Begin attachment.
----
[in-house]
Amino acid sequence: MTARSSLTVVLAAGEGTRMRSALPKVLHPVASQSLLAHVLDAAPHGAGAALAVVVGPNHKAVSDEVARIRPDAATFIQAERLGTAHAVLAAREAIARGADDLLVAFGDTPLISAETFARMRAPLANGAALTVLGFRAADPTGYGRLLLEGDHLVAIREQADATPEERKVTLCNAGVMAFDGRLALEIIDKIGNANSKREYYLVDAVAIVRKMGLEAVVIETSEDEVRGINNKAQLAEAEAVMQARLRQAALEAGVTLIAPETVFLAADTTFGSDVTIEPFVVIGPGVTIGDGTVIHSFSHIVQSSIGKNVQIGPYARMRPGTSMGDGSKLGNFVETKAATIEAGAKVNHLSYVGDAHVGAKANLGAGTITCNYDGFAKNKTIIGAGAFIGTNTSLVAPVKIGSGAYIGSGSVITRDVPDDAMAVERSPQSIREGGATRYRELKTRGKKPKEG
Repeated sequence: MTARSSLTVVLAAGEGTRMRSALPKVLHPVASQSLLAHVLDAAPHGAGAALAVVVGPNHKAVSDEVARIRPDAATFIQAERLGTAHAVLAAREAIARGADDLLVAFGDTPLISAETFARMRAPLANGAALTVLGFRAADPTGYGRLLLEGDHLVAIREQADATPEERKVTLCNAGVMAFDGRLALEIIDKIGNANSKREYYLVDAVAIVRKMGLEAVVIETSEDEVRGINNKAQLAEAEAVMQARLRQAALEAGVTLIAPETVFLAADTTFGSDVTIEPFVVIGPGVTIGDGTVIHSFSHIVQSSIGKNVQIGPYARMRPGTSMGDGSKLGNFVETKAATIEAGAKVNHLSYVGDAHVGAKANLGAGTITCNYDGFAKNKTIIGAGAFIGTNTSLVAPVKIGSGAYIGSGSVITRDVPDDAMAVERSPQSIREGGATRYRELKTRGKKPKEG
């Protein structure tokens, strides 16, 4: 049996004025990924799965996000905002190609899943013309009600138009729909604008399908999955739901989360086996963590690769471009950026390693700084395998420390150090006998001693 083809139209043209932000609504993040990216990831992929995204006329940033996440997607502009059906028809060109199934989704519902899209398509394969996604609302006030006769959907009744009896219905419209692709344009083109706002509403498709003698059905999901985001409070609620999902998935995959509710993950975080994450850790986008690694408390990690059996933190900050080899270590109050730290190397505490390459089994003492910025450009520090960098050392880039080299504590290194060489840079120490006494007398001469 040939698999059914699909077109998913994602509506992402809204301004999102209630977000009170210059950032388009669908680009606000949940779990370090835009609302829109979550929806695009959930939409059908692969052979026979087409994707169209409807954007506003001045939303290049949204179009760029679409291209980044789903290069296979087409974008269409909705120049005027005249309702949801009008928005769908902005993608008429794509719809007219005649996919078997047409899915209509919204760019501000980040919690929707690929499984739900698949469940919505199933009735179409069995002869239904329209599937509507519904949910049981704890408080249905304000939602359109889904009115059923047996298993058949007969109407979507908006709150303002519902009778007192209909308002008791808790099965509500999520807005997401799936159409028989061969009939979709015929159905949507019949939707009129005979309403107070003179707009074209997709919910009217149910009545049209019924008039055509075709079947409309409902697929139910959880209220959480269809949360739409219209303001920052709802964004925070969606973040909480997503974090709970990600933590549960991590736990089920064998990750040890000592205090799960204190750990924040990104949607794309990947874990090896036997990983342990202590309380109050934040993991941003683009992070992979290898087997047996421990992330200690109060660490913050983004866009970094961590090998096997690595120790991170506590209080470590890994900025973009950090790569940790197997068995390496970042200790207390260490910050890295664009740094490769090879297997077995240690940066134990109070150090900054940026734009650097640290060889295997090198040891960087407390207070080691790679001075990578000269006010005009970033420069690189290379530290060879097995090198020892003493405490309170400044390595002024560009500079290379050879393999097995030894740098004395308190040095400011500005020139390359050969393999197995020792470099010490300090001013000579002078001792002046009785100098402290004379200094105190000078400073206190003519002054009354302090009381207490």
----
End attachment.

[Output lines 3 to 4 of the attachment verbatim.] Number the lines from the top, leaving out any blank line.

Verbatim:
Repeated sequence: MTARSSLTVVLAAGEGTRMRSALPKVLHPVASQSLLAHVLDAAPHGAGAALAVVVGPNHKAVSDEVARIRPDAATFIQAERLGTAHAVLAAREAIARGADDLLVAFGDTPLISAETFARMRAPLANGAALTVLGFRAADPTGYGRLLLEGDHLVAIREQADATPEERKVTLCNAGVMAFDGRLALEIIDKIGNANSKREYYLVDAVAIVRKMGLEAVVIETSEDEVRGINNKAQLAEAEAVMQARLRQAALEAGVTLIAPETVFLAADTTFGSDVTIEPFVVIGPGVTIGDGTVIHSFSHIVQSSIGKNVQIGPYARMRPGTSMGDGSKLGNFVETKAATIEAGAKVNHLSYVGDAHVGAKANLGAGTITCNYDGFAKNKTIIGAGAFIGTNTSLVAPVKIGSGAYIGSGSVITRDVPDDAMAVERSPQSIREGGATRYRELKTRGKKPKEG
């Protein structure tokens, strides 16, 4: 049996004025990924799965996000905002190609899943013309009600138009729909604008399908999955739901989360086996963590690769471009950026390693700084395998420390150090006998001693 083809139209043209932000609504993040990216990831992929995204006329940033996440997607502009059906028809060109199934989704519902899209398509394969996604609302006030006769959907009744009896219905419209692709344009083109706002509403498709003698059905999901985001409070609620999902998935995959509710993950975080994450850790986008690694408390990690059996933190900050080899270590109050730290190397505490390459089994003492910025450009520090960098050392880039080299504590290194060489840079120490006494007398001469 040939698999059914699909077109998913994602509506992402809204301004999102209630977000009170210059950032388009669908680009606000949940779990370090835009609302829109979550929806695009959930939409059908692969052979026979087409994707169209409807954007506003001045939303290049949204179009760029679409291209980044789903290069296979087409974008269409909705120049005027005249309702949801009008928005769908902005993608008429794509719809007219005649996919078997047409899915209509919204760019501000980040919690929707690929499984739900698949469940919505199933009735179409069995002869239904329209599937509507519904949910049981704890408080249905304000939602359109889904009115059923047996298993058949007969109407979507908006709150303002519902009778007192209909308002008791808790099965509500999520807005997401799936159409028989061969009939979709015929159905949507019949939707009129005979309403107070003179707009074209997709919910009217149910009545049209019924008039055509075709079947409309409902697929139910959880209220959480269809949360739409219209303001920052709802964004925070969606973040909480997503974090709970990600933590549960991590736990089920064998990750040890000592205090799960204190750990924040990104949607794309990947874990090896036997990983342990202590309380109050934040993991941003683009992070992979290898087997047996421990992330200690109060660490913050983004866009970094961590090998096997690595120790991170506590209080470590890994900025973009950090790569940790197997068995390496970042200790207390260490910050890295664009740094490769090879297997077995240690940066134990109070150090900054940026734009650097640290060889295997090198040891960087407390207070080691790679001075990578000269006010005009970033420069690189290379530290060879097995090198020892003493405490309170400044390595002024560009500079290379050879393999097995030894740098004395308190040095400011500005020139390359050969393999197995020792470099010490300090001013000579002078001792002046009785100098402290004379200094105190000078400073206190003519002054009354302090009381207490």